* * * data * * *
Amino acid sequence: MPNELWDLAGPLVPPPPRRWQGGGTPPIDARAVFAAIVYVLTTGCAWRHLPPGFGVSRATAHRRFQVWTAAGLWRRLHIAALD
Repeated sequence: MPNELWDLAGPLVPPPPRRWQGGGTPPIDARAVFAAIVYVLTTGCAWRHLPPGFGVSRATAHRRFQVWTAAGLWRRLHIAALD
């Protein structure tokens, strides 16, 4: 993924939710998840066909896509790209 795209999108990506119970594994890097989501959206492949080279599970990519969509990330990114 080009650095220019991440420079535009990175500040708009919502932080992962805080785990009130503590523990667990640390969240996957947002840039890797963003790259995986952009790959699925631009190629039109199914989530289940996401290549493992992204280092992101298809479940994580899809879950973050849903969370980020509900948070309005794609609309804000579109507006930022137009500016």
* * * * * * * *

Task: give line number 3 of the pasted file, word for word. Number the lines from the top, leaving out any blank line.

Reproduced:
């Protein structure tokens, strides 16, 4: 993924939710998840066909896509790209 795209999108990506119970594994890097989501959206492949080279599970990519969509990330990114 080009650095220019991440420079535009990175500040708009919502932080992962805080785990009130503590523990667990640390969240996957947002840039890797963003790259995986952009790959699925631009190629039109199914989530289940996401290549493992992204280092992101298809479940994580899809879950973050849903969370980020509900948070309005794609609309804000579109507006930022137009500016």